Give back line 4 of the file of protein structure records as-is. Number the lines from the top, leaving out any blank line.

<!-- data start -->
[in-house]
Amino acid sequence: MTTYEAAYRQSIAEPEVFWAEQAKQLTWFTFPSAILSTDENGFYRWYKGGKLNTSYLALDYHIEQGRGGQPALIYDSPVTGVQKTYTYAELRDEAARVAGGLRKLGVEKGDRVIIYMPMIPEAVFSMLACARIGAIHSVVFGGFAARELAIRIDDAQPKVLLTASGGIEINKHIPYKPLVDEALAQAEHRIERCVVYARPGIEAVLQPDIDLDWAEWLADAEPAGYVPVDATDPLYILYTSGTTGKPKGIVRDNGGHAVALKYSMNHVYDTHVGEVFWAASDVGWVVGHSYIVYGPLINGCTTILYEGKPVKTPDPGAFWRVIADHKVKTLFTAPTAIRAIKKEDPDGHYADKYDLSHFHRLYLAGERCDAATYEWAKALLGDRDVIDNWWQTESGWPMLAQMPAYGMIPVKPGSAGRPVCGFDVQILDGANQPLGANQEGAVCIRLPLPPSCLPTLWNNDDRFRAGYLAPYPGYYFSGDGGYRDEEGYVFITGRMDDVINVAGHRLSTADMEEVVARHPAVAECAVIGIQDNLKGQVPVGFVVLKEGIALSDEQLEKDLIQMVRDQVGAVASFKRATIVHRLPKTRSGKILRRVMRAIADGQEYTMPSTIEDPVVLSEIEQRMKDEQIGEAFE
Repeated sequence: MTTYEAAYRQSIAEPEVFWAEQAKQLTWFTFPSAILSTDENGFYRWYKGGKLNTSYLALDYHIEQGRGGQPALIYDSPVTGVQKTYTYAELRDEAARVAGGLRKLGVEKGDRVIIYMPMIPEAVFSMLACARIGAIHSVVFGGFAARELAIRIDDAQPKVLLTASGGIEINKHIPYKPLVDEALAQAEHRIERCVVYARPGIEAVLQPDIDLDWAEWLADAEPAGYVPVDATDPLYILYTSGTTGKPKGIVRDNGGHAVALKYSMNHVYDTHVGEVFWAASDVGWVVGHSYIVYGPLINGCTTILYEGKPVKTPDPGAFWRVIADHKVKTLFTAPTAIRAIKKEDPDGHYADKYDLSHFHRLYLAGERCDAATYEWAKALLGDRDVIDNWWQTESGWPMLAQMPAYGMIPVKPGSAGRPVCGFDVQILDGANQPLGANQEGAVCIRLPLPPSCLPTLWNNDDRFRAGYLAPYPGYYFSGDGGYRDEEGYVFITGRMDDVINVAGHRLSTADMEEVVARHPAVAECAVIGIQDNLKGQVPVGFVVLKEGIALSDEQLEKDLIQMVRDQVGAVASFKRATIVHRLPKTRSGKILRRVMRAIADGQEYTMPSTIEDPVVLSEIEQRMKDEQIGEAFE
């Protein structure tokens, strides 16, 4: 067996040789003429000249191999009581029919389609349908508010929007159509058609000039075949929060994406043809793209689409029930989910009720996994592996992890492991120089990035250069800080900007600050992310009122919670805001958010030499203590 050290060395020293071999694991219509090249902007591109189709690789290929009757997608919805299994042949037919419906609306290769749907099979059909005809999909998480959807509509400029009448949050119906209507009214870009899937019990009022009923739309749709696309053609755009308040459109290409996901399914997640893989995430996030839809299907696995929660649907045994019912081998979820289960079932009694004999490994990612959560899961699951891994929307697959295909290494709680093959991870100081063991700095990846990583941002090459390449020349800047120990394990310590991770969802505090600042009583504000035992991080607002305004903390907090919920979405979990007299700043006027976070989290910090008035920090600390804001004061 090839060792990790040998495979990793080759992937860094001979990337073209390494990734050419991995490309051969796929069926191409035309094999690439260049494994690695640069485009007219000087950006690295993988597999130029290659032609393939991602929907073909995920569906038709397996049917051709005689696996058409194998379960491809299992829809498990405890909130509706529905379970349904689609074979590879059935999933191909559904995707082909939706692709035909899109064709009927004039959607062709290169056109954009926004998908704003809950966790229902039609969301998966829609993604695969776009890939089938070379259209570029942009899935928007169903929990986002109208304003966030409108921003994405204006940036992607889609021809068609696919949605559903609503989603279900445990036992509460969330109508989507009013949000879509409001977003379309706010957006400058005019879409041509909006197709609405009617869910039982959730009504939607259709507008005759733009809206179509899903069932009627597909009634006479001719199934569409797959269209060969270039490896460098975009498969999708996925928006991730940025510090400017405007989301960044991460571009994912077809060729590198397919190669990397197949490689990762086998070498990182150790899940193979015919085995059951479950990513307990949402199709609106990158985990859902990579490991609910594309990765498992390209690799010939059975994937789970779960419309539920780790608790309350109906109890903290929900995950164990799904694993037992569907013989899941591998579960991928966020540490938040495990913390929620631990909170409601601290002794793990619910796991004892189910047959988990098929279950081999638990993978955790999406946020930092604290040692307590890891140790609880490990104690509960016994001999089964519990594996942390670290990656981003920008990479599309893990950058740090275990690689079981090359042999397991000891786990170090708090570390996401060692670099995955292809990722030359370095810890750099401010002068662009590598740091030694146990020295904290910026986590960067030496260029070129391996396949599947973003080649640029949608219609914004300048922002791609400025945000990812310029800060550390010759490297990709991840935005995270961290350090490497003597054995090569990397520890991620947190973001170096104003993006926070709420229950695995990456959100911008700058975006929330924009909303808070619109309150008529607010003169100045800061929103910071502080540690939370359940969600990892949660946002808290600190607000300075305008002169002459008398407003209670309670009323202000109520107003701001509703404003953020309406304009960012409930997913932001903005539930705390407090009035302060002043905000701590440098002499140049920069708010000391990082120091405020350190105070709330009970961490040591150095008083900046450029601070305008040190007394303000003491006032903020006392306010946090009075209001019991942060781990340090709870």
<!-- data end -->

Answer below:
């Protein structure tokens, strides 16, 4: 067996040789003429000249191999009581029919389609349908508010929007159509058609000039075949929060994406043809793209689409029930989910009720996994592996992890492991120089990035250069800080900007600050992310009122919670805001958010030499203590 050290060395020293071999694991219509090249902007591109189709690789290929009757997608919805299994042949037919419906609306290769749907099979059909005809999909998480959807509509400029009448949050119906209507009214870009899937019990009022009923739309749709696309053609755009308040459109290409996901399914997640893989995430996030839809299907696995929660649907045994019912081998979820289960079932009694004999490994990612959560899961699951891994929307697959295909290494709680093959991870100081063991700095990846990583941002090459390449020349800047120990394990310590991770969802505090600042009583504000035992991080607002305004903390907090919920979405979990007299700043006027976070989290910090008035920090600390804001004061 090839060792990790040998495979990793080759992937860094001979990337073209390494990734050419991995490309051969796929069926191409035309094999690439260049494994690695640069485009007219000087950006690295993988597999130029290659032609393939991602929907073909995920569906038709397996049917051709005689696996058409194998379960491809299992829809498990405890909130509706529905379970349904689609074979590879059935999933191909559904995707082909939706692709035909899109064709009927004039959607062709290169056109954009926004998908704003809950966790229902039609969301998966829609993604695969776009890939089938070379259209570029942009899935928007169903929990986002109208304003966030409108921003994405204006940036992607889609021809068609696919949605559903609503989603279900445990036992509460969330109508989507009013949000879509409001977003379309706010957006400058005019879409041509909006197709609405009617869910039982959730009504939607259709507008005759733009809206179509899903069932009627597909009634006479001719199934569409797959269209060969270039490896460098975009498969999708996925928006991730940025510090400017405007989301960044991460571009994912077809060729590198397919190669990397197949490689990762086998070498990182150790899940193979015919085995059951479950990513307990949402199709609106990158985990859902990579490991609910594309990765498992390209690799010939059975994937789970779960419309539920780790608790309350109906109890903290929900995950164990799904694993037992569907013989899941591998579960991928966020540490938040495990913390929620631990909170409601601290002794793990619910796991004892189910047959988990098929279950081999638990993978955790999406946020930092604290040692307590890891140790609880490990104690509960016994001999089964519990594996942390670290990656981003920008990479599309893990950058740090275990690689079981090359042999397991000891786990170090708090570390996401060692670099995955292809990722030359370095810890750099401010002068662009590598740091030694146990020295904290910026986590960067030496260029070129391996396949599947973003080649640029949608219609914004300048922002791609400025945000990812310029800060550390010759490297990709991840935005995270961290350090490497003597054995090569990397520890991620947190973001170096104003993006926070709420229950695995990456959100911008700058975006929330924009909303808070619109309150008529607010003169100045800061929103910071502080540690939370359940969600990892949660946002808290600190607000300075305008002169002459008398407003209670309670009323202000109520107003701001509703404003953020309406304009960012409930997913932001903005539930705390407090009035302060002043905000701590440098002499140049920069708010000391990082120091405020350190105070709330009970961490040591150095008083900046450029601070305008040190007394303000003491006032903020006392306010946090009075209001019991942060781990340090709870």